A couple years ago right before a spin class started, I was catching up with my friend Amy, who had recently made a trip to the Eastern Shore, where she and her husband had rented bikes for a morning ride on the boardwalk. She told me it was nothing like riding a stationary spin bike -- instead, it was true catastrophe.
Amy and I are a lot alike (disaster-prone), and this thought wedged itself into my memory, vaguely resurfacing whenever I thought about buying a bike to ride around Baltimore, or whenever I toyed with the idea of training for a sprint triathlon (and I thought running would be the hard part...HA!)
Still, I never put much stock in it. I'm a klutz, for sure, but I mean, how hard can riding a bike be?
When Jen asked if I wanted to do a day-long bike tour at Versailles on our Paris trip, I said yes without hesitation. Amy's tale resurfaced in my brain, and so I decided I'd borrow my roommate's bike before we left for Europe and go for a couple spins around the block, just to make sure I could.
But the summer came and went, I never saddled up, and Paris was upon us. Still, I didn't give it much thought. I'm young, athletic...I work out for like 10 hours every week! I could do this, no problem.
The day before we went to Versailles, Jen and I tackled three museums, one of which was the Louvre. Here's a travel tip: DON'T DO THAT. I took a museology course in college once and learned that museum visitors max out at about two hours. Of course you could spend DAYS in the Louvre, and we started our day there and followed up with D'Orsay and the Rodin Museum.
So the next day we were all achy ankle muscles and travel-scrambled brains. (Not a bad feeling, of course, but maybe not the most physically conducive state for bike-riding.) We got up bright and early to grab a coffee at a sidewalk cafe before we were to meet our Bike About (highly recommended) tour group at Notre Dame.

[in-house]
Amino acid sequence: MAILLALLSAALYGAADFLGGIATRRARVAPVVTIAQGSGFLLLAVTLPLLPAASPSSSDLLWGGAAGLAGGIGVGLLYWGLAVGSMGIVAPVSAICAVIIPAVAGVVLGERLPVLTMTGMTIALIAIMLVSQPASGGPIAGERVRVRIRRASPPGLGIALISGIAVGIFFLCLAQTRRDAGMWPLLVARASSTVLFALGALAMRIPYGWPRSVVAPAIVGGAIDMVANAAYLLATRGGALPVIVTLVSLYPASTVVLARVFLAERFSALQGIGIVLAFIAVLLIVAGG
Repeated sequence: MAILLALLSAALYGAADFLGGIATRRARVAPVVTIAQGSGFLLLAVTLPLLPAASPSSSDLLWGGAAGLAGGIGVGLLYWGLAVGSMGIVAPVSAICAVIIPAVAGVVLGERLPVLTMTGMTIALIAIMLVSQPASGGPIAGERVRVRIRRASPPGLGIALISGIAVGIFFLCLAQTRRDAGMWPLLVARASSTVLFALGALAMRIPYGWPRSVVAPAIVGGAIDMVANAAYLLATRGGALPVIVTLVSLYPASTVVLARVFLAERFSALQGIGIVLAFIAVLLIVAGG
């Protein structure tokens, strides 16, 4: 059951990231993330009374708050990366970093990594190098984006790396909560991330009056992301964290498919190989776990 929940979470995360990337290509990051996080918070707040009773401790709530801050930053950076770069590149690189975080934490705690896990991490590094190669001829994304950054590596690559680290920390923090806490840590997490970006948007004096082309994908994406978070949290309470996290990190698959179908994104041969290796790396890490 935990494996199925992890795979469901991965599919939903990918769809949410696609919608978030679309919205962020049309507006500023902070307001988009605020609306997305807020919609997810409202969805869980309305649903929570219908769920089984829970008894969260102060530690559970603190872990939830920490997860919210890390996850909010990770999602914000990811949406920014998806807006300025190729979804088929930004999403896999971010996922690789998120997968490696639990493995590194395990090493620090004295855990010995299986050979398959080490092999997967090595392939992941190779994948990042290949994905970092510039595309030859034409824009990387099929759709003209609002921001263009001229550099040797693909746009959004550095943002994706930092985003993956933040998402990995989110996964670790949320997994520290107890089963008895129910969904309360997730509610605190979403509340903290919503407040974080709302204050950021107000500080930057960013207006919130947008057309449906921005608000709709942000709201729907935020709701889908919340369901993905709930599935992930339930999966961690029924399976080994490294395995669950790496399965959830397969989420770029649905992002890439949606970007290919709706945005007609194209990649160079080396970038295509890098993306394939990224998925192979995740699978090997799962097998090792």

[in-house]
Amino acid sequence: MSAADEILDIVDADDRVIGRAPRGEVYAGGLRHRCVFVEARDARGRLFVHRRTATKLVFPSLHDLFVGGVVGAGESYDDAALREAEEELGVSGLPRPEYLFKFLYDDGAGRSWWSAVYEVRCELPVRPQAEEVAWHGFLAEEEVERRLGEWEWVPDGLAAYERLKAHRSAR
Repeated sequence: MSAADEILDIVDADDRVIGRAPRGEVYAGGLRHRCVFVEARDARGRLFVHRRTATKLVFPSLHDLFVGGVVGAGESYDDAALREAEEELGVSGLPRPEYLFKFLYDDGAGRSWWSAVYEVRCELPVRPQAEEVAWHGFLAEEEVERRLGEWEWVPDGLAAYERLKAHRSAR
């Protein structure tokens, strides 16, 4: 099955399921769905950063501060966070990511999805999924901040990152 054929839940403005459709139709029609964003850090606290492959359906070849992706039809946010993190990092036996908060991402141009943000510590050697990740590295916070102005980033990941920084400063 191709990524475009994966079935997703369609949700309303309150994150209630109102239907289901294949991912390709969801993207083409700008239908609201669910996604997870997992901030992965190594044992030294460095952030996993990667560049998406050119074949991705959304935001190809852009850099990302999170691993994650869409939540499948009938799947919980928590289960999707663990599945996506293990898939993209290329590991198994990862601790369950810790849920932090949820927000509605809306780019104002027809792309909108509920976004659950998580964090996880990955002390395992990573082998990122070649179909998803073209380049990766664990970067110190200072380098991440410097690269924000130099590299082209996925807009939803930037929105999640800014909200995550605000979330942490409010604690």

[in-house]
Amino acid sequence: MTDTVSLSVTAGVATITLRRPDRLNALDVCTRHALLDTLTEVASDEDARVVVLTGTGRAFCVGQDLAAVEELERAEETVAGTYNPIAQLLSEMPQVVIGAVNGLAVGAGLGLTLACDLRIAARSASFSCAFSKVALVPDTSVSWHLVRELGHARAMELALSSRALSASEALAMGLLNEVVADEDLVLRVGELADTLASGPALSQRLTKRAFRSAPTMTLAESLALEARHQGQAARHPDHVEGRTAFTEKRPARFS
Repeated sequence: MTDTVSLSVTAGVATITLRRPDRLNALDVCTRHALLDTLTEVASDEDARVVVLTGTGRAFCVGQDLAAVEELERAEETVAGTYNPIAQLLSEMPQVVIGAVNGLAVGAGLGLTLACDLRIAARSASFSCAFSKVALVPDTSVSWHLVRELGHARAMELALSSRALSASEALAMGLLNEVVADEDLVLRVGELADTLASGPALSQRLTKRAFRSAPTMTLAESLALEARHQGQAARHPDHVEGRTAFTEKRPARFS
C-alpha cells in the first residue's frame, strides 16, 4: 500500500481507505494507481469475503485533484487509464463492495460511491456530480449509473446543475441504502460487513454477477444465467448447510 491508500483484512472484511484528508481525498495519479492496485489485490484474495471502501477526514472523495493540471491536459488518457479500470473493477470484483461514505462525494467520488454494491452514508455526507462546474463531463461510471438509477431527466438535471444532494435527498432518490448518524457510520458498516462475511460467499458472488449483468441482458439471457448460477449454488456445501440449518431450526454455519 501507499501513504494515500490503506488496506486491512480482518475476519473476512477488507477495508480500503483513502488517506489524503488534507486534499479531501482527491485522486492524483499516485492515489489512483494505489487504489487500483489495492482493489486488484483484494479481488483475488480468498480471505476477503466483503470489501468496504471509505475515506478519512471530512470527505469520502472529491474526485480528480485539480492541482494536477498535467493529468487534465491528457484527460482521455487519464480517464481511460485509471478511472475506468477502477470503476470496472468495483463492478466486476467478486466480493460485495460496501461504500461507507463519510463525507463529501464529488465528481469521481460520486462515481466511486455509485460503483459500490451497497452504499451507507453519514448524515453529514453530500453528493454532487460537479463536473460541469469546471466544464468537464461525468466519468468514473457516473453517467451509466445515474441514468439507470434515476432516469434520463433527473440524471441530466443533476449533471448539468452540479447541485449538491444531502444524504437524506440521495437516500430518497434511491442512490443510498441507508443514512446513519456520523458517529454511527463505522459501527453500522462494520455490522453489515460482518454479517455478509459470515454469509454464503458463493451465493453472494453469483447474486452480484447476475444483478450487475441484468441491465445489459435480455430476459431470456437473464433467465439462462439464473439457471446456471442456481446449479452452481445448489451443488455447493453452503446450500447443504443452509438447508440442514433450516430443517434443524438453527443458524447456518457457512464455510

Unfortunately, the day wasn't the beautiful day one would hope for when riding around on a bike. The skies threatened to open up and pour nonstop. Jen grabbed a poncho beforehand and suggested I do the same.
But did I listen? No.
I hate ponchos. They are sticky and humid and they smell like the inside of a dirty water slide at Sea World. I'm too cool for ponchos; I'd rather ride around France looking like a drowned rat than wear a poncho. And ride around like a drowned rat I did.
We took the train to the area surrounding Versailles while it rained, but it seemed to clear up when we got off the train and headed for our bikes. We were set. The tour guide gave us our bikes and droned on about the day ahead of us. He discussed things like "bells" and "gears," while Jen and I did much more important things like take selfies.
I hopped on my bike. Not particularly comfortable. The thing was old and I don't think it was set up properly considering I knew right away that I would probably have trouble sitting down the next day.
I was nervous too. Our group was about 10 or so people, enough to not go unnoticed if you, perhaps, cannot ride a bike even though you signed up for a bike tour. Everyone was older too. Jen and I were the healthy, fit, young ones -- the type of people who should not have trouble on bikes.
To top it off, our tour guide reminded me of my celeb crush du jour, Eddie Redmayne (I was ALL about "Les Mis" and Marius Pontmercy at that moment...vive la France!), not really someone I wanted to fall off a bike in front of.